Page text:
Governments, civil societies and international partners in East Asia and the Pacific pledged here Friday to strengthen prevention, treatment, care and support regarding children vulnerable to, infected or affected by HIV/AIDS.
Representatives from 19 countries, including China, Malaysia, Laos and Papua New Guinea, and some 30 international agencies like the UNICEF (the United Nations Children's Fund) and the World Health Organization, adopted the Hanoi Call to Action for Children and HIV/AIDS in East Asia and the Pacific region at the end of a regional meeting on the issue held here from March 22-24 in Hanoi capital.
"This is the first time in this region to have collectively made a commitment to map out concrete action to scale up our response to children and AIDS ... The Call to Action is taken seriously at the highest level of political decision making," UNICEF regional director Anupama Rao Singh said in her closing remarks.
Under the Call to Action, governments, civil societies and international partners in East Asia and the Pacific pledged to conduct country-level analysis of the situation of children and HIV/AIDS; assess and improve existing legal documents, policies and guidelines for the protection, support and care of children; and developing country-specific targets and locally defined action plans for achieving universal access to primary HIV prevention.
They called for increased resource mobilization and improved resource allocation and utilization to close the gap between what is currently available and what is needed for an adequate response to children; establishment of national-level multi-sectoral mechanisms that focus on child welfare and development; and reduction of HIV/AIDS-related stigma and discrimination, financial barriers and other obstacles to ensure that all children have access to essential services, including an uninterrupted basis education.
They also appealed for expanded efforts to ensure that all children are effectively protected and provided with the most family-like care environment; national monitoring of the situation of the children; and enhanced coordination in regional and international cooperation on networking, information sharing and research to scale up the response.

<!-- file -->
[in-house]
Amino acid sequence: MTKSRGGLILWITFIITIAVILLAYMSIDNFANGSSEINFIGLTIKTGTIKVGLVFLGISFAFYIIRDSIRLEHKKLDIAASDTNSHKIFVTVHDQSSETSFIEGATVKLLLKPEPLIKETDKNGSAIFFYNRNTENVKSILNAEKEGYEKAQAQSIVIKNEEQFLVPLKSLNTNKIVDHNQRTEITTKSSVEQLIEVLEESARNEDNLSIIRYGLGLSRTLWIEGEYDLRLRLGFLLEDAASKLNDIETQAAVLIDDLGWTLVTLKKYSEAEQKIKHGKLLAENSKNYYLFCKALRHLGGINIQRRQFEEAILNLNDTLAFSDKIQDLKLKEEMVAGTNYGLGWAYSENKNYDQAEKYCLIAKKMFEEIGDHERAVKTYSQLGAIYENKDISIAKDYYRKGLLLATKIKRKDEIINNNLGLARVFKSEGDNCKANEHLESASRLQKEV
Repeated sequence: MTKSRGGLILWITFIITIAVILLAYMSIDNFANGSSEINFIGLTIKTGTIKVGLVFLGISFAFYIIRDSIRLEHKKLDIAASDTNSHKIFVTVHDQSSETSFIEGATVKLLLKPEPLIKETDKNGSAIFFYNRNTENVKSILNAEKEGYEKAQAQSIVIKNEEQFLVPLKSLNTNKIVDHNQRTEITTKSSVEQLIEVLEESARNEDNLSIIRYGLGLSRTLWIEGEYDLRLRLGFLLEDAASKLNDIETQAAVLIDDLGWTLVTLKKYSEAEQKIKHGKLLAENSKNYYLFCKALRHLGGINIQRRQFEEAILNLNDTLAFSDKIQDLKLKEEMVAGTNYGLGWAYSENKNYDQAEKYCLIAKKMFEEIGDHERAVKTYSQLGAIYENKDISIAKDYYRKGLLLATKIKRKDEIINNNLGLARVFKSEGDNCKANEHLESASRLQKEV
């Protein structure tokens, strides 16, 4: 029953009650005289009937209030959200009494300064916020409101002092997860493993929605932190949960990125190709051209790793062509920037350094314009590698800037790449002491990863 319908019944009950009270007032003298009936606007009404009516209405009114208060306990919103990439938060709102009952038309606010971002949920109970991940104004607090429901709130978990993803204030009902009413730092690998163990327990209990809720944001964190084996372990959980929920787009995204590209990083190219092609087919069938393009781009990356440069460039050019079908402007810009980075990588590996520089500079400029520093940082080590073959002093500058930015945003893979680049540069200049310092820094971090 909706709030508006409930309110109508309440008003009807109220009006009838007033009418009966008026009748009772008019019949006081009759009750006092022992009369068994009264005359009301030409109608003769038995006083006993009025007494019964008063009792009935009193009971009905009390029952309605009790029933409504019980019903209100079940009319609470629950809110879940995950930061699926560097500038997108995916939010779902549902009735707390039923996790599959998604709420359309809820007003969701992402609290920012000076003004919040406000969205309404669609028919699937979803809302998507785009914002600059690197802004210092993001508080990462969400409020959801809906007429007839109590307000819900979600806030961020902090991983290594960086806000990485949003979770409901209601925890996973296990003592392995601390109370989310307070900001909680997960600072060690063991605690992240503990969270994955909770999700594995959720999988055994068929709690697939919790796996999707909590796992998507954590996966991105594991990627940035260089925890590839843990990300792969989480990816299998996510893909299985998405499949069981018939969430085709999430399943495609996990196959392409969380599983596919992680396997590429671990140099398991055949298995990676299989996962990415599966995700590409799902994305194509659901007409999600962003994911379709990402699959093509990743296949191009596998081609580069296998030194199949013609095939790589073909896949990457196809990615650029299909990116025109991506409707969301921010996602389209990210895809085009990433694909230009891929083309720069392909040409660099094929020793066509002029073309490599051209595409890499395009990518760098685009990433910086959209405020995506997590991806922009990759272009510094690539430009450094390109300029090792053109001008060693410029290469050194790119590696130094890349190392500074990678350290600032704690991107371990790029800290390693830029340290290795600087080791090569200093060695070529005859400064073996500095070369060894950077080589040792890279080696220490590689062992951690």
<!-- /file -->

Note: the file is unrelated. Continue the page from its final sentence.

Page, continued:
During the three-day meeting entitled East Asia and Pacific Regional Consultation on Children and HIV/AIDS, nearly 300 delegates, mainly government officials, health experts, activists and representatives from international agencies also undertook a critical review of the status of the children in the region.
According to estimation of international health organizations, by the end of 2005, throughout East Asia and the Pacific, 31,000 children aged under 15 were living with HIV/AIDS, nearly 11,000 of whom were newly infected in the year, the UNICEF said.
Millions more children and young people in the region are at high risk of HIV infection or suffer from stigma and discrimination as a result of their association with a person living with HIV/AIDS or an affected family.
By late 2005, an estimated 450,000 children in East Asia and the Pacific had lost one or both parents to AIDS, while hundreds of thousands more were living with a chronically ill or dying parents, said the UNICEF.
The consultation was jointly organized by the Vietnamese Commission for Population, Family and Children, Family Health International, Save the Children, the Joint United Nations Program on HIV/AIDS, UNICEF, the U.S. President's Emergency Plan for AIDS Relief, and the World Health Organization.